University of Pennsylvania Journal of Business Law
corporate law, compliance
In this article I argue for a change in Delaware corporate law that would allow for competitive forces to improve the quality of corporate compliance programs, thus reducing harm to society from corporate illegality and improving shareholder welfare. Specifically, courts should remove some obstacles that prevent plaintiffs in shareholder derivative actions from forcing defendant directors to demonstrate the efficacy of their compliance programs in cases where outside monitoring by journalists appears to have detected illegal corporate actions before those actions have been detected by the internal monitoring of the compliance department. Currently, the rigorous demand requirement and the deferential good faith standard in duty to monitor cases cause most Caremark claims to be dismissed at the demand phase, thus shielding defendant directors from revealing information about the performance of their compliance programs. The changes I suggest will force corporate defendants to reveal information that will allow courts to compare the monitoring performed by journalists with that done by compliance programs. Where the outside monitors are outperforming the inside monitors, directors may be responsible for failing to perform their duty to monitor, which requires them to establish systems to detect and report illegal behavior by employees. By implementing the modest changes I suggest, Delaware courts will, over time, have more information to help them assess whether their approach to the duty to monitor needs a more thorough overhaul.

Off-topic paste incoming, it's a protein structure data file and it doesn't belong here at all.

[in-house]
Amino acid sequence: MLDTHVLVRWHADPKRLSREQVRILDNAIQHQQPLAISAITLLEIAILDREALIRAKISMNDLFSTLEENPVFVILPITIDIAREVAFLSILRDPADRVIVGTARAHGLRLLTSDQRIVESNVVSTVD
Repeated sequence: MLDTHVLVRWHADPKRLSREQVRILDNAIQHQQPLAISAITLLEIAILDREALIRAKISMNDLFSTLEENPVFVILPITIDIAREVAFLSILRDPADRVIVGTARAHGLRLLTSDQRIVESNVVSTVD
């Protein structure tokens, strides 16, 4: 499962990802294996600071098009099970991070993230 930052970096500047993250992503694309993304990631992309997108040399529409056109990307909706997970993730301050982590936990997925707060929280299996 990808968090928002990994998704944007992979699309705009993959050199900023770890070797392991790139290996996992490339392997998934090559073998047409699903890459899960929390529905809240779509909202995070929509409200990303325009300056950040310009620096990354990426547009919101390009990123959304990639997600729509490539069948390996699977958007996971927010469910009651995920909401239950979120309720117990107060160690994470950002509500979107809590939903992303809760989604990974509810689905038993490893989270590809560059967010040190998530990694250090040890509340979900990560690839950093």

Borden, Michael J., "Of Outside Monitors and Inside Monitors: The Role of Journalists in Caremark Litigation" (2013). Law Faculty Articles and Essays. 854.